Do You Want to Become a Dog Trainer?

🙋🏻‍♀️ if you were interested in exploring dog training and behavior?

🙋🏽‍♀️ if you’re not sure where to start?

🙋‍♀️ if you find the whole exploration of schools to credentialling bodies to be confusing.

You’re for sure not alone!

There are so many options and finding the best ones may be more challenging than what you expected.

Let’s peel back the layers and get to the heart of what you’re looking for in both an education and a credential you stand behind.

Your values carry forward when choosing the one that matches your core beliefs in caring for and teaching another living being.

As you know, the dog training world is unregulated. Even though there is an obvious downside, I’m going to look at the upside to this.

The main focus of more mainstream dog training follows a different model or a limited scope in a standard of care. This other model focuses strictly on learning theory and behavior.

Limiting the understanding to behavior science alone, leaves the animal vulnerable for the human’s misapplication, timing or even misunderstanding of how to effectively teach what the pet parent wants. While you may never consider the use of punishment in training, this model still leaves the door open for those who do.

Of course focusing on learning theory and behavior is important in understanding behavior modification, it isn’t the only factors to take into consideration.

You’re wanting to gain a deeper understanding of Do No Harm principles and how ensuring the welfare for all the pets in your care also extends to every pet parent and pet professional too.

Do No Harm is limitless.

Force Free dog training schools teach the trainer how to meet all of the dog’s needs humanely and with only reward based methods while remaining grounded in the science of why it works. This focused attention on science in dog training allows for the student to have a holistic approach in their learning and development and how to be effectively in their approach.

Force Free credentialing bodies acknowledge the hard work and the commitment trainers have towards doing no harm in training, education and coaching. They set a standard of how to maintain a pet professional’s affiliation. One avenue is through continuing education credits. CEUs are the lifeblood of a life long professional trainer. The CEUs offer opportunities for the pet professional to remain grounded in current trends and research and above all else, best practices.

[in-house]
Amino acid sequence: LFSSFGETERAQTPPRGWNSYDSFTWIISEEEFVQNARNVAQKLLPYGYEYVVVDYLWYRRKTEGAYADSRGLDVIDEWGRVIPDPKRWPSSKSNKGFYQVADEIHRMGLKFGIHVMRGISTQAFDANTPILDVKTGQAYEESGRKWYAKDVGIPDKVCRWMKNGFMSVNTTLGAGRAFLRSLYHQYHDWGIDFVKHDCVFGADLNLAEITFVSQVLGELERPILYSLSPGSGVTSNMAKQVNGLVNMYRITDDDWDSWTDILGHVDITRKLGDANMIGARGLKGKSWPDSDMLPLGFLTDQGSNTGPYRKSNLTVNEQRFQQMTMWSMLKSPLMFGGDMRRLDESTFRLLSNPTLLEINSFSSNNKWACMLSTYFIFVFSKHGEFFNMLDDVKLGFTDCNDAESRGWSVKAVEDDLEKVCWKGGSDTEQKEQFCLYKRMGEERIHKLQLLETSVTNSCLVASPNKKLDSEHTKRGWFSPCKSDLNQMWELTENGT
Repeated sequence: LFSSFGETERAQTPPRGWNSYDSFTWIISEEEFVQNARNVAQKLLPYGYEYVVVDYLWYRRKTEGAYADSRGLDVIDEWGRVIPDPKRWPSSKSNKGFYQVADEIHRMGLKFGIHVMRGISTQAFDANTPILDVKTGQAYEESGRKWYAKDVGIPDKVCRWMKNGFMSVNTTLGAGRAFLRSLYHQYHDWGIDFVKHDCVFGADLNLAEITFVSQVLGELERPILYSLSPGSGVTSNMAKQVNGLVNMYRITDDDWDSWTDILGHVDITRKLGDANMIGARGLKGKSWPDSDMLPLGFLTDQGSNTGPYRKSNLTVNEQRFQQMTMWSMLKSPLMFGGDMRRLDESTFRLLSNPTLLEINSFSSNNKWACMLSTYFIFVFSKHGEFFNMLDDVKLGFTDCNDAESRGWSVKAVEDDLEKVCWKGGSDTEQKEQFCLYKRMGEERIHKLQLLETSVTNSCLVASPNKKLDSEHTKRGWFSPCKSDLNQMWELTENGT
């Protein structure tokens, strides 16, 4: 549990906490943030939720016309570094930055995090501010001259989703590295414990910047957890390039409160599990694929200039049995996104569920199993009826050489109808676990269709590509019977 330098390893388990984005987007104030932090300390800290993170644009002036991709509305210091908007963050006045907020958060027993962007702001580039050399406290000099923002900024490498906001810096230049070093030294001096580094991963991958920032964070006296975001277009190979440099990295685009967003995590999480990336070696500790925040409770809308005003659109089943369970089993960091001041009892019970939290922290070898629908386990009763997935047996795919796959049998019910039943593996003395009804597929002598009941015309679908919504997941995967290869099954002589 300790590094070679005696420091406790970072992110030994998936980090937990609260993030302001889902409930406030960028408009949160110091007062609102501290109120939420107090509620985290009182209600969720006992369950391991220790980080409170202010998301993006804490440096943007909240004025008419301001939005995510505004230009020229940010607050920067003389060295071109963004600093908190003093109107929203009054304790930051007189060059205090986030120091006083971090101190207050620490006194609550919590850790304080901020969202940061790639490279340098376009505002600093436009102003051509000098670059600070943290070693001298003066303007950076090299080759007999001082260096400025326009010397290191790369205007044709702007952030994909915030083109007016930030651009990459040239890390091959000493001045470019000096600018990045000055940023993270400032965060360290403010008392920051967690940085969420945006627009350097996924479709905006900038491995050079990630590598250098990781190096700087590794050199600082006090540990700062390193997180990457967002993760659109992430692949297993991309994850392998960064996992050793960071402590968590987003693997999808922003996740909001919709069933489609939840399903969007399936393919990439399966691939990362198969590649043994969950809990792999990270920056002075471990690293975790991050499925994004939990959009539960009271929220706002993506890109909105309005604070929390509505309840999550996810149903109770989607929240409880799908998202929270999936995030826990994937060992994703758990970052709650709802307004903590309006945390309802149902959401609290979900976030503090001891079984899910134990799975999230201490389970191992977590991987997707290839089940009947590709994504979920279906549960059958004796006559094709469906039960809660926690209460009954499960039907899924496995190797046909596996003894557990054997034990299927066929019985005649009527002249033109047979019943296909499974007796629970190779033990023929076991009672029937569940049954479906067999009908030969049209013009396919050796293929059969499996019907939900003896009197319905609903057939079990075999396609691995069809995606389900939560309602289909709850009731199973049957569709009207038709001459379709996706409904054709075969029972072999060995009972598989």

From the Pet Professional Guild, “Do no harm. Do good. Act fairly. Be faithful to promises made.” With this guiding principle, there is no room for pain, force or intimidation.

Here are some links to Force Free schools and credentialing bodies:

International School of Canine Psychology (ISCP): https://theiscp.com/about-the-iscp/

INTODogs: https://www.intodogs.org/

Pet Professional Guild is an educational resource as well as a credentialing body for Force Free trainers: https://www.petprofessionalguild.com/

Published by houndbiz

Katherine Porter is a force free, reward based dog behavior advisor and consultant serving clients and their companion dogs worldwide. Her calm and gentle approach in coaching clients in effectively communicating what they want to their dog blends her MSW background into her dog training and behavior practice. Katherine was a behavior consultant for Heeling Hounds after graduation. She opened Four Paws and You Dog Training LLC when the military relocated her family to Fort Sill, OK in 2015. During this time, she volunteered with Rainbow Bridge Can Wait where she provided post adoption consultations to new pet parents. She also developed and implemented tailored behavior modification plans for highly reactive dogs residing at the shelter. She also provided educational programs to military children through interactive workshops at the Fort Sill School Age Center. In 2017, Katherine relocated Four Paws and You Dog Training LLC to Germany. She served the Armed Forces communities in Bavaria. She continued coaching and advising her clients in addressing their companion dog’s fearful and reactive behavioral issues. Katherine takes a Do No Harm approach first and foremost in providing behavioral plans. She is committed in serving clients with gentle and modern science approaches in modifying behavioral concerns such as reactivity, aggression, separation anxiety and fear based responses. Katherine is a member of the Pet Professional Guild. She is focused on integrating a holistic and modern approach in addressing her client’s pet companion reactive behavior issues.

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